IT IS UNDENIABLE that to have a safe and inclusive city, the residents and the authorities have a great role to play together.
Experts say that safety consisted of aspects such as public infrastructure, crime, street safety, cyber crime and crime prevention through partnership.
In October last year, it was revealed in a seminar and workshop session hosted by the Petaling Jaya City Council (MBPJ) that the city had the highest crime rate in Selangor.
Field experts and residents who discussed ideas to make the city safer and inclusive said it was because the city was densely populated, had a larger business community and more “floating community” than other areas.
The floating community travelled between cities or locality through Petaling Jaya for work and other matters.
The types of crime also varied and included cyber crime.
Urbanisation and City Specialist from Hong Kong, Saibal Das Chowdhury who gave the keynote speech at the workshop said providing the communities with sufficient information such as the latest crime index would be beneficial.
The communities would be able to plan and structure a solution to combat crime.
This strategy was proven a success in cities such as Sydney, Australia and Vienna in Austria.
He urged for these details to be digitised and made available for public viewing.
“In developed cities such as Birmingham in England, the public welcome precise information. They actually like their Government better when it is forthcoming with information,” he said
He added that empowering smaller communities was always beneficial as people would think of solutions and embark on ways to keep their neighbourhood safe.
“Get together with your residents and propose activities. If we wait for someone to solve it for us it may just not happen,” he said.
He said the biggest use of data would be for budgeting purposes.
AJC Planning Consultants Sdn Bhd Ahmad Jefri Clyde said space could be divided into a few segments such as private space, semi-private, semi- public and public space.
He said a good quality environment in those spaces would promote good behaviour among the public.
“There should be zero graffiti on walls. People actually don’t feel safe with walls scribbled with graffiti,” said Clyde when he explained about human perception.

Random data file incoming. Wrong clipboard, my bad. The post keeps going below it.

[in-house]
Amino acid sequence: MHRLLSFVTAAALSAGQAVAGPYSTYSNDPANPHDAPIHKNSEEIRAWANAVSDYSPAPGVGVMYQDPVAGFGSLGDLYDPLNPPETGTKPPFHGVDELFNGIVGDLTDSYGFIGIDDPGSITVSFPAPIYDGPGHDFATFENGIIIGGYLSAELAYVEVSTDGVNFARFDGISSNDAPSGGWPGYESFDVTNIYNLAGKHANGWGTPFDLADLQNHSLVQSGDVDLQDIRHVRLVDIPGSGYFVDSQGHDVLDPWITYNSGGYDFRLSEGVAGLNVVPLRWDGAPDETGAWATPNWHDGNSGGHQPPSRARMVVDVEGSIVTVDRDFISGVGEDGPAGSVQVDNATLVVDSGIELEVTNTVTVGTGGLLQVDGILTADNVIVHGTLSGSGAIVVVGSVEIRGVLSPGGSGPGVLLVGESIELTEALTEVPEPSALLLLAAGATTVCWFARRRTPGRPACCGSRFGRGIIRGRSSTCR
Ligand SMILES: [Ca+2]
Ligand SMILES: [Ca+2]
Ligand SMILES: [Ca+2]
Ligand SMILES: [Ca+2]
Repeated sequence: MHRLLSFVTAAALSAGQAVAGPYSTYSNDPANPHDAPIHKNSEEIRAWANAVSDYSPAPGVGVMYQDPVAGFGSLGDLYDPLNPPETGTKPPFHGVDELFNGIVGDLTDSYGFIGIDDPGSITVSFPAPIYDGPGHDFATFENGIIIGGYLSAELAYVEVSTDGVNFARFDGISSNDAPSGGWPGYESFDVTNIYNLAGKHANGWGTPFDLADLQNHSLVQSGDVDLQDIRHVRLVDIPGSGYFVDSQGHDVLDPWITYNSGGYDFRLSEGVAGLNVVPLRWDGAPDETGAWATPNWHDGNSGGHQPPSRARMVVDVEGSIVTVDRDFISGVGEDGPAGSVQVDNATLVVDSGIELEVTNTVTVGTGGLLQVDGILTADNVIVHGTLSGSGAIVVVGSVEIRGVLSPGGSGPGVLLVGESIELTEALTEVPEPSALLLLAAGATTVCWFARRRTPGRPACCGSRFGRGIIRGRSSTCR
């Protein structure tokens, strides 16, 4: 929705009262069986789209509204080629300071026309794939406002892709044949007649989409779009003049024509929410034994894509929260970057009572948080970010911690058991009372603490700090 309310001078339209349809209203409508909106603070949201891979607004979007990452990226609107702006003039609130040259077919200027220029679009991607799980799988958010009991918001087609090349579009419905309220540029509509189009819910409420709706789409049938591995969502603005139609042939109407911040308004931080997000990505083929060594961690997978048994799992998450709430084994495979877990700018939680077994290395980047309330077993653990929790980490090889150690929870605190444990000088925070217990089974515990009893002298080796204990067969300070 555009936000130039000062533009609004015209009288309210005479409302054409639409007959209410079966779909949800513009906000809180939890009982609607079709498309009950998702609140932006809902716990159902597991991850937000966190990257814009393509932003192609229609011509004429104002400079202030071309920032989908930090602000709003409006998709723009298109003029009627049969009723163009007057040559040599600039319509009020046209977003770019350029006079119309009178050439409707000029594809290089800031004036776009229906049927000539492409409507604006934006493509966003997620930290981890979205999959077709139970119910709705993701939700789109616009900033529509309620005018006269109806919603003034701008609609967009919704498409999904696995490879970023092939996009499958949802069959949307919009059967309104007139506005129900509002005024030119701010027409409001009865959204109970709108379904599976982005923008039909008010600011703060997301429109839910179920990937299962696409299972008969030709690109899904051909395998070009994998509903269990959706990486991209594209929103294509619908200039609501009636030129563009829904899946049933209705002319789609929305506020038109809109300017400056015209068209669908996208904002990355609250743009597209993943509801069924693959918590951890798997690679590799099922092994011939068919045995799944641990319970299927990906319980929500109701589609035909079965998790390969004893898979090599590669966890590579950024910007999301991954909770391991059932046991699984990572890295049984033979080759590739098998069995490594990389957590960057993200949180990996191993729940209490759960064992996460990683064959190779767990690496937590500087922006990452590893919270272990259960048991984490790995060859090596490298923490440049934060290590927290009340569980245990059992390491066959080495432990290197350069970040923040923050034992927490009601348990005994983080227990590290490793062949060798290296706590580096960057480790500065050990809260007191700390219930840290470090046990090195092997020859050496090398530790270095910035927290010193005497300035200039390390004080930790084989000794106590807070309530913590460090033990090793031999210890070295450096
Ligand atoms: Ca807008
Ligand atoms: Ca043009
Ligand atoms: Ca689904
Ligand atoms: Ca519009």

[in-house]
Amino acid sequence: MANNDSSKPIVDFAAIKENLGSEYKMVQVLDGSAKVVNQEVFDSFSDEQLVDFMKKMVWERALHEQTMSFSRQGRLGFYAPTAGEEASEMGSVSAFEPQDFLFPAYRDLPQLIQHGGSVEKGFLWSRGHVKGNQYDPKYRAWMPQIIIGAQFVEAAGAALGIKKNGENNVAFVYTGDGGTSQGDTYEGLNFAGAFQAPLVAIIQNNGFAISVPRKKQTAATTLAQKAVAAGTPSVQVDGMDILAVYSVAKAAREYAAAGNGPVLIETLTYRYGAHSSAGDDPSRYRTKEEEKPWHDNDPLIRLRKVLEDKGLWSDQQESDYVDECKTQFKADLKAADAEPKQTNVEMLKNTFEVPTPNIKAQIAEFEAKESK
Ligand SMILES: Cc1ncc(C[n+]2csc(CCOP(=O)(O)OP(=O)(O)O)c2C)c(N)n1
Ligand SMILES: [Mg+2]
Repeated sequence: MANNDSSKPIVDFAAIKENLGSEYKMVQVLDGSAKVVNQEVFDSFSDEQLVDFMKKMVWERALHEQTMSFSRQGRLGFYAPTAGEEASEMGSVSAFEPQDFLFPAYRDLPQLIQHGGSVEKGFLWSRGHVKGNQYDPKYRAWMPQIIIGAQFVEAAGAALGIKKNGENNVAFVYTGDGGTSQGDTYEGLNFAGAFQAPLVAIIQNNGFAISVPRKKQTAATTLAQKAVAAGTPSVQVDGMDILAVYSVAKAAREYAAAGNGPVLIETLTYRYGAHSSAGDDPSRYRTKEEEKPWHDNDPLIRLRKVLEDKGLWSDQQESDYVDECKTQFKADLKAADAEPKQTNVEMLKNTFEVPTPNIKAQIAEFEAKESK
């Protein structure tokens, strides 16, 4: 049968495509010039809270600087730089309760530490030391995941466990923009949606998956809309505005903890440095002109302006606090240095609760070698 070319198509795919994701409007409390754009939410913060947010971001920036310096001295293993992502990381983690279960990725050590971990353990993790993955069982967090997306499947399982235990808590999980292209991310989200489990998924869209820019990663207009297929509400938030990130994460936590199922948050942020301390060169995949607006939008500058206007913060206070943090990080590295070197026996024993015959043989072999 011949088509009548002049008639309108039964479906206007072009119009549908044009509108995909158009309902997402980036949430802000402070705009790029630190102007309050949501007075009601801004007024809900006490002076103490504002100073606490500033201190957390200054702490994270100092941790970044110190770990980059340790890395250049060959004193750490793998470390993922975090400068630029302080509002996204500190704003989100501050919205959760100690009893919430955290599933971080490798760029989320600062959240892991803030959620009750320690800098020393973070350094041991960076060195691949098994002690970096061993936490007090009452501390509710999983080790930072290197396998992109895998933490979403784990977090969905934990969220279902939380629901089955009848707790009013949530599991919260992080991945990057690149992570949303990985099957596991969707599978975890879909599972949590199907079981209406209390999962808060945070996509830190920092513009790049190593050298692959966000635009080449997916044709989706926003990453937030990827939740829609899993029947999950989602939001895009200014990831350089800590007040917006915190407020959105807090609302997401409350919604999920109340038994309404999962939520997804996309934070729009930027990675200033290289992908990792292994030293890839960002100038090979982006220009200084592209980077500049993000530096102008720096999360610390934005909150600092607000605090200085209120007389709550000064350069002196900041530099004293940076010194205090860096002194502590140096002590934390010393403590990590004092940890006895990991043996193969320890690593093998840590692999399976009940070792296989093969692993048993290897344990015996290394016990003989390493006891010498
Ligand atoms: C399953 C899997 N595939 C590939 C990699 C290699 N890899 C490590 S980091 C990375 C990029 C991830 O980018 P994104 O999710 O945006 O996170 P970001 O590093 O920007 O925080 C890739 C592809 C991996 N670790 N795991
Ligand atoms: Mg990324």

He said the authorities should be mindful of social segregation in residential areas.
There are the gated-and-guarded communities and neighbourhoods created for certain status.
Such neighbourhoods may come with their set of safety-related issues which could be avoided with good planning.
In addition, the developers could also provide amenities or construct development in a safer manner for the community.
“Developers could be generous when there is a push factor by the authorities,” said Clyde.
He also urged the council to promote better public engagement and to allow the public to put forth their ideas.
Placing some “eyes” on the street such as CCTV cameras would help troubleshooting problems fast.
“About 85% of residents in Singapore live in HDB flats but in case of a problem, the response team will arrive within 15 minutes. This is possible with good CCTV monitoring,” he said.
He highlighted that the public would also be more law abiding when they knew the authorities meant business when a rule was broken.
It was also necessary for a strong sense of community identity and ownership built among the residents. This could be achieved even through local government elections, said Clyde.
Prof Dr Teh Yik Koon from the National Defence University of Malaysia (UPNM) said legislation do not work on its own.
She criticised the public for their lack of integrity when it came to abiding simple laws.
“The ‘double-parking’ culture is not an act of society with integrity,” she said.
As for the security aspect she suggested that public, government and private sectors pull their resources and work together.
Dr Teh encouraged public, private and government sectors to link their CCTVs to the police if it was possible.
She cited as example the success of CCTVs placed in public areas which helped reduce crime in cities such as Taipei.
However, Dr Teh admitted that CCTVs were costly and it had to capture high-definition pictures or it would be less useful.
“CCTVs may be expensive and yes there is talk of intrusion of privacy. However, more CCTVs can be shared with the authorities with the cooperation from the corporations and even house owners,” she said.